In what could easily be classified as one of the US Environmental Protection Agency’s (EPA) worst decisions yet, a final rule released by the EPA earlier this month creates an exemption for residue tolerance levels of genetically modified (GM) Bt toxin in GM soy foods and feed. Essentially, the Agency has approved unlimited residues of GM Bt toxin in your food!
Chemicals are used to produce 96% of manufactured consumer goods. Many of them are toxic. In 1976 Congress passed the Toxic Substances Control Act (TSCA) to regulate the introduction of new or already existing chemicals. Under the TSCA the government must, for the most part, prove that a chemical is unsafe before it can be removed from market, instead of requiring manufacturers to prove that their chemicals are safe in the first place. A recently introduced piece of legislation hopes to plug the holes in the thirty-seven year old TSCA, one of the few pieces of legislation that has never been amended. Toxic chemicals can be found in a tremendous number of everyday products from BPA in food containers to flame retardants on our furniture, which can spread to the dust on the floor that children can ingest when playing. Flame retardant chemicals have been linked to lower IQ and the development of diabetes. Toxic chemicals can cause a number of health problems, and exposure to chemicals in the womb can have long-lasting affects on the child’s life. This bill will go a long way toward getting rid of, or at least identifying, the toxic chemicals that citizens may be encountering on a daily basis.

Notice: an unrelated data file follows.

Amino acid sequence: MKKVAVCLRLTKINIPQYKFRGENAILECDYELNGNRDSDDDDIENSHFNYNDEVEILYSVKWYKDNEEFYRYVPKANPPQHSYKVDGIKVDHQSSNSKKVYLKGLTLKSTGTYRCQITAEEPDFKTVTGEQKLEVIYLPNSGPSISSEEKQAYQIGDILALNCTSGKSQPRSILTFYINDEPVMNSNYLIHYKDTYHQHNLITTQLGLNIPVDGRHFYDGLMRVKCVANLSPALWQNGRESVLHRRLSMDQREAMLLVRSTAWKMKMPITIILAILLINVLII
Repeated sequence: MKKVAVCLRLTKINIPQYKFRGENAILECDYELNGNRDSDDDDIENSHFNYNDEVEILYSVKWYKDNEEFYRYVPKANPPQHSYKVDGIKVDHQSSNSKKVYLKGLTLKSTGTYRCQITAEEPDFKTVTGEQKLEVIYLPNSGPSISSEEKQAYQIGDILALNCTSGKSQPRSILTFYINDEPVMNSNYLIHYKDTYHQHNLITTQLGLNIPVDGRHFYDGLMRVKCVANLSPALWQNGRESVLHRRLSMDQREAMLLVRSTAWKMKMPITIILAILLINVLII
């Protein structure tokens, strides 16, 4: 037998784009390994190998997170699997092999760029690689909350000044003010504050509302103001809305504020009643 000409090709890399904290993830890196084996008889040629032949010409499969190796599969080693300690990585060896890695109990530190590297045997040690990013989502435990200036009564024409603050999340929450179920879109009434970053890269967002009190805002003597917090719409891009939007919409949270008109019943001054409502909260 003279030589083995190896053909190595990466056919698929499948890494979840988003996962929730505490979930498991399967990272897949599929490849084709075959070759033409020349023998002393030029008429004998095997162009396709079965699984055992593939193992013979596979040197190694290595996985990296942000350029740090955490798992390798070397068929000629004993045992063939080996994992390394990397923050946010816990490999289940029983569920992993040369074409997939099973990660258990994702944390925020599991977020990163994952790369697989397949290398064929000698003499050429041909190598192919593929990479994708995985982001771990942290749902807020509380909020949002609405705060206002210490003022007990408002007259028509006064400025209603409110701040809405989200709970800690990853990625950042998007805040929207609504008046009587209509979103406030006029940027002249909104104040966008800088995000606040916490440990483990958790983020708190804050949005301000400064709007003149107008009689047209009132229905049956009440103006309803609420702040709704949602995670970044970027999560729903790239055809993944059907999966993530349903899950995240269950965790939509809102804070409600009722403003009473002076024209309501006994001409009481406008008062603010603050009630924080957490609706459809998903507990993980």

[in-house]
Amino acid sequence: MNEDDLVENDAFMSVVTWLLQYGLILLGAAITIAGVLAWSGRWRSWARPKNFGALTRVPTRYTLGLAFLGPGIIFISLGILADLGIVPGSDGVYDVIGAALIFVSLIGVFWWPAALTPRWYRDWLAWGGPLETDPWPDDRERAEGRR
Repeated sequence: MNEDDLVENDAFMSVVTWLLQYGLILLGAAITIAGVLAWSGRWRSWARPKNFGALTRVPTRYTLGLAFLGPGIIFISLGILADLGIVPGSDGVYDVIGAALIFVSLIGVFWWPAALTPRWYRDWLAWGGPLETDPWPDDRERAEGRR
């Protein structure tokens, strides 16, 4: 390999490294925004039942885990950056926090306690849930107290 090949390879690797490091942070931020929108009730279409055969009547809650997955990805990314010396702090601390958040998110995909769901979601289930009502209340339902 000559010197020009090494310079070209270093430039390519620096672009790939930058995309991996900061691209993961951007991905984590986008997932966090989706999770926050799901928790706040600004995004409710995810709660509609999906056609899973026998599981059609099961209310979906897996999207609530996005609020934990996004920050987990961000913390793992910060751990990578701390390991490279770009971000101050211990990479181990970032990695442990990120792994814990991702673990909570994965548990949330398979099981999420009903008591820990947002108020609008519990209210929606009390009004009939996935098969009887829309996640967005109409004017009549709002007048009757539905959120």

In obedience to a demand from Monsanto, the US EPA is proposing to hike the allowed residue limits -- yet again -- of the herbicide glyphosate in various food and feed crops.